A macro can register feedback from events, configuration changes, and status changes on the device. The macro can listen for these events and changes, and use the API of the device to invoke further commands and configuration changes. If you combine the use of macros with custom user interface panels, you can augment the user interface with local functionality, for example speed dial buttons.
To learn more about how to make custom user interface panels, check the in-room controls article.
Create and Administer Macros
You can use the Macro Editor to create and activate macros. The editor is available from the web interface (Advanced Settings) of the device. In order to use the editor, you must either sign in through the Control Hub, or with a local Admin user on the device.
Also, there is a set of API configurations and commands for macro administration. You need a local Admin user on the device to work with macros in the API.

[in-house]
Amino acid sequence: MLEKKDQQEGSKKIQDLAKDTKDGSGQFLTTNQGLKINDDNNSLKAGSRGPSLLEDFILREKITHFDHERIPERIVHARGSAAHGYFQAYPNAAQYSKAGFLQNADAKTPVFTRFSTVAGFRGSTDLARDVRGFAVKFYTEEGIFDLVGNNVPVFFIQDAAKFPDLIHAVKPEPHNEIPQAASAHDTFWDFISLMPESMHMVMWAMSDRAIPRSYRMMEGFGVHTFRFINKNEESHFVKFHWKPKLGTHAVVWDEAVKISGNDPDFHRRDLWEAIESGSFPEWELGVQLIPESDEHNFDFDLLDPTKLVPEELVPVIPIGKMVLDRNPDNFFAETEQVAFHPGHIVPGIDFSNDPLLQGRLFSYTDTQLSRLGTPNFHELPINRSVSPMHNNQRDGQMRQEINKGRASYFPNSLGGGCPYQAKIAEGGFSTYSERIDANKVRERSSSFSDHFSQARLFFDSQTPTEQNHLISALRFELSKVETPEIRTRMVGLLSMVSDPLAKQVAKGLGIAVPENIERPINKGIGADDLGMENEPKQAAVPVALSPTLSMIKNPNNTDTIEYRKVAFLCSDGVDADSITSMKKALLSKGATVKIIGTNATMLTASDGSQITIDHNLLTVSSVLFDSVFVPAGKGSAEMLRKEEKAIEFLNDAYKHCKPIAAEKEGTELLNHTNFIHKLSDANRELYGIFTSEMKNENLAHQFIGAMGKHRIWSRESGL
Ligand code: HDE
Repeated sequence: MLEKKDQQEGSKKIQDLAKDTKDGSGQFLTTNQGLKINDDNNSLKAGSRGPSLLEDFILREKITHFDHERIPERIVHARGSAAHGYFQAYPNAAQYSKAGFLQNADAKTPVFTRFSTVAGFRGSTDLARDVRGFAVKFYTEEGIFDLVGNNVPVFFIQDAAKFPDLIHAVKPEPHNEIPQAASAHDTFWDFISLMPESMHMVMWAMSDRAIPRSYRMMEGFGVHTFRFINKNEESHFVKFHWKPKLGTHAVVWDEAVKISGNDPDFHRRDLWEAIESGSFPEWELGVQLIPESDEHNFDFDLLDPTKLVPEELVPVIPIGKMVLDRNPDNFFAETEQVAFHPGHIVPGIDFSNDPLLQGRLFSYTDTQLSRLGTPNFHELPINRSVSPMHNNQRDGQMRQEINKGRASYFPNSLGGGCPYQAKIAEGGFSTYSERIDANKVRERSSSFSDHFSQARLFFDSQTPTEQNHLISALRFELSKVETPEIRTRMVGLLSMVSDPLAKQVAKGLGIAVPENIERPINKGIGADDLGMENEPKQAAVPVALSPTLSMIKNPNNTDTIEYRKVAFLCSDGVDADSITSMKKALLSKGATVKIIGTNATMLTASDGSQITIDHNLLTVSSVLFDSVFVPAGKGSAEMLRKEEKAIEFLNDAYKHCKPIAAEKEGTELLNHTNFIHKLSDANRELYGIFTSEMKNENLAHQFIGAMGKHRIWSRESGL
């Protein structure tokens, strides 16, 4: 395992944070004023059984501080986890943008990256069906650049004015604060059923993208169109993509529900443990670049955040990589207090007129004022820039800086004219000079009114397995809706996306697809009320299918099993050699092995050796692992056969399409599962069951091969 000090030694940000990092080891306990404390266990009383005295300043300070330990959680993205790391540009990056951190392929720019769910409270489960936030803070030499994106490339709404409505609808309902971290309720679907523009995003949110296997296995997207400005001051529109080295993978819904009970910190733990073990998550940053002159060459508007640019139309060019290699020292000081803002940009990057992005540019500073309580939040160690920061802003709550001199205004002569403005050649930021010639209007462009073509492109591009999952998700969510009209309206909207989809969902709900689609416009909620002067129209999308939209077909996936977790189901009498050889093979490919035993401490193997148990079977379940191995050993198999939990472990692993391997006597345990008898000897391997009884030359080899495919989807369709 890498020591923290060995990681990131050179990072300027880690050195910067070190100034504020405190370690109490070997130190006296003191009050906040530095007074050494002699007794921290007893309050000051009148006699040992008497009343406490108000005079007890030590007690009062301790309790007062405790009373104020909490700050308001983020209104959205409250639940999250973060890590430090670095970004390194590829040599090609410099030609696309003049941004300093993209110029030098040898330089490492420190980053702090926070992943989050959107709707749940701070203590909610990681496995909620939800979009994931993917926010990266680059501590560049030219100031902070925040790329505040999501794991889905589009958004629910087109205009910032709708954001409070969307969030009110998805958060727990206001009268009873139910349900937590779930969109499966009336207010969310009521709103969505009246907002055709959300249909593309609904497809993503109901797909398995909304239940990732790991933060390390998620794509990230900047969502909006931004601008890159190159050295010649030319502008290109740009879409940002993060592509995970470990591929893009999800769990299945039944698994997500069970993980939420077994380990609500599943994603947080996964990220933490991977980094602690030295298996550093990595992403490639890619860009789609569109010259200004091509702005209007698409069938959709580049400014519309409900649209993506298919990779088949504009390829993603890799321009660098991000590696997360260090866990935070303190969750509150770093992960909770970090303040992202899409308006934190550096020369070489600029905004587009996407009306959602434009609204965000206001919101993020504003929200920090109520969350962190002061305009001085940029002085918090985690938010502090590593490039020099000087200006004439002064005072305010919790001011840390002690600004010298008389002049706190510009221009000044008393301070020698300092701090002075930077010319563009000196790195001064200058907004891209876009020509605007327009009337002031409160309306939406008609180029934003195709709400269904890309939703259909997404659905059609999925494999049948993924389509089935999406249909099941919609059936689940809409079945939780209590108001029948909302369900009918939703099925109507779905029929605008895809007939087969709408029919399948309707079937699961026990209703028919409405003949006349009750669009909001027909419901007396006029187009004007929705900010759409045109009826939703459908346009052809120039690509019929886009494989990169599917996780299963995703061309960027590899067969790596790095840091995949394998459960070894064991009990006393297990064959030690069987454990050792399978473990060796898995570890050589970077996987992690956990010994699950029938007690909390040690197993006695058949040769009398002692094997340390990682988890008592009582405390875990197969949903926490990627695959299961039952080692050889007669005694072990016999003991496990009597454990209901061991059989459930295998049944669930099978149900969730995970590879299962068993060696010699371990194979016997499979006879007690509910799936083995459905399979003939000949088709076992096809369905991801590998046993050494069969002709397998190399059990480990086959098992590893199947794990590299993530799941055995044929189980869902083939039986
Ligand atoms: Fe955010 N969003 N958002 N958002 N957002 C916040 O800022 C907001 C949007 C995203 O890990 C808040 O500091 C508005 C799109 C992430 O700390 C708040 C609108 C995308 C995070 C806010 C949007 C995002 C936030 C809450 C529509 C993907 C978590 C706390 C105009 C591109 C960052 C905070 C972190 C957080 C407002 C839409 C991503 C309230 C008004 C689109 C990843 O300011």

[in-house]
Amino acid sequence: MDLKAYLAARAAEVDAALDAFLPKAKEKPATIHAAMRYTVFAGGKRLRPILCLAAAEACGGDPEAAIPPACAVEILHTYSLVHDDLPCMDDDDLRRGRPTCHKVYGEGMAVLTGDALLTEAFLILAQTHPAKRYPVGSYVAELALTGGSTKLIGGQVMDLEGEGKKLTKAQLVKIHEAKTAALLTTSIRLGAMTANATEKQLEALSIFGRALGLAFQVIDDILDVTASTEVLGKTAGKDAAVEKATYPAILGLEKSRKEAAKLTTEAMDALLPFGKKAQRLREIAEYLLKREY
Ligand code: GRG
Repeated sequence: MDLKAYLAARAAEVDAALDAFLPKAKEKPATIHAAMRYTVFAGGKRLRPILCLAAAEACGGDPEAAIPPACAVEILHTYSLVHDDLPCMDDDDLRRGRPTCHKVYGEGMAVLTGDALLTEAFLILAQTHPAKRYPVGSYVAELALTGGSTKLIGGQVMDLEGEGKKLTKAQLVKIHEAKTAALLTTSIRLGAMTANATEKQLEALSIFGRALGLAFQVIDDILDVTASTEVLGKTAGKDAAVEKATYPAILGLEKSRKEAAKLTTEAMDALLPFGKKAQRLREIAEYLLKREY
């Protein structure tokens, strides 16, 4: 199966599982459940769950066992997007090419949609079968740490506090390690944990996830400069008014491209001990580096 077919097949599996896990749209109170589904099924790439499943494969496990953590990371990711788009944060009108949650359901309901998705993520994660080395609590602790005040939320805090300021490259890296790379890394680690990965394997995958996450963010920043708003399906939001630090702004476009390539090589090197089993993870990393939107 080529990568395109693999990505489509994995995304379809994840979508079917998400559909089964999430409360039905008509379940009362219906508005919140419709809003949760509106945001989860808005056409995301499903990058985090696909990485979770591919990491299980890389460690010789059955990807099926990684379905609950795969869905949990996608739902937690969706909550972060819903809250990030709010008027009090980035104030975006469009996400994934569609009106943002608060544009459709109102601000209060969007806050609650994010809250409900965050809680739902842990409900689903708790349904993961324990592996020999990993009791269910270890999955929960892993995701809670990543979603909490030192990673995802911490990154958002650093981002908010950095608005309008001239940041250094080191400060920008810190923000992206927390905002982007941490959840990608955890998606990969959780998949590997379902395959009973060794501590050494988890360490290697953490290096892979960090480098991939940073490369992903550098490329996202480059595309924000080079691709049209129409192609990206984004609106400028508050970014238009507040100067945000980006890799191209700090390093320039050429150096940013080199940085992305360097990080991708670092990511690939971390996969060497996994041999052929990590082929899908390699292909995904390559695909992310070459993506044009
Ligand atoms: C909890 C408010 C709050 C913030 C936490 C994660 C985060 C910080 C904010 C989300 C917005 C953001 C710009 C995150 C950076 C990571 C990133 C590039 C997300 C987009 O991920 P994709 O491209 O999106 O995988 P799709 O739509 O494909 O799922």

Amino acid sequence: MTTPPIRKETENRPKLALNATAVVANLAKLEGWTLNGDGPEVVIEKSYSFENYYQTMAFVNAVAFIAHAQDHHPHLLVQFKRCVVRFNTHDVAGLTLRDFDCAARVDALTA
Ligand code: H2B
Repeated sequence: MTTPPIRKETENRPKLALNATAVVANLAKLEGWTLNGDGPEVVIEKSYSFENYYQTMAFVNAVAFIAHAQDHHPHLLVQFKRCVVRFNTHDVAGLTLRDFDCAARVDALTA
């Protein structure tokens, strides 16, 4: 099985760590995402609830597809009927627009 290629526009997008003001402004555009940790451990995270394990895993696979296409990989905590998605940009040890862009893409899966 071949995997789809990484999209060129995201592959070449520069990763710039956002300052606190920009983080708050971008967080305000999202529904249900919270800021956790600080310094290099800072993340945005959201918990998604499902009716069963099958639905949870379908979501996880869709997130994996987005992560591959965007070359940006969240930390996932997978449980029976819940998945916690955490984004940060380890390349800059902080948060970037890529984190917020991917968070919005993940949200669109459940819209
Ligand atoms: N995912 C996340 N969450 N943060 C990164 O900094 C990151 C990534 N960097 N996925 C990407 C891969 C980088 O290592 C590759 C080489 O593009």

Launch the Macro Editor
Open the web interface of the device.
From the customer view in https://admin.webex.com, go to the Devices page, and select your device in the list. Scroll down the devices pane, and click Launch Advanced Settings. Now the web interface of the device opens.
Or, if you have set up a local Admin user on the device, you can access the web interface directly. Just open a web browser and type in http(s)://<endpoint ip or hostname>.
From the Integration tab, select Macro Editor.
If macros are disabled, you are offered the choice to Enable Macros when you try to launch the editor. Alternatively, you can enable the use of macros from the configuration page: From the Setup tab, select Configuration, and set to On.
Find more details about macros and how to use the Macro Editor in the Customization guide. Choose the latest version.
Extra learning resources are embedded in the editor:
Click Tutorial to open the Cisco Macro Scripting Tutorial. You can also download the tutorial from the editor.
Click Help to find a short introduction to using macros on a device, and some code examples to study or use.
Cisco support (TAC) doesn’t support debugging of third-party code, including macros. Please check the Cisco Collaboration Developer community if you need help with macros and third-party code. Also, there are many developer and integrator resources on this site. You can find several macro coding examples here.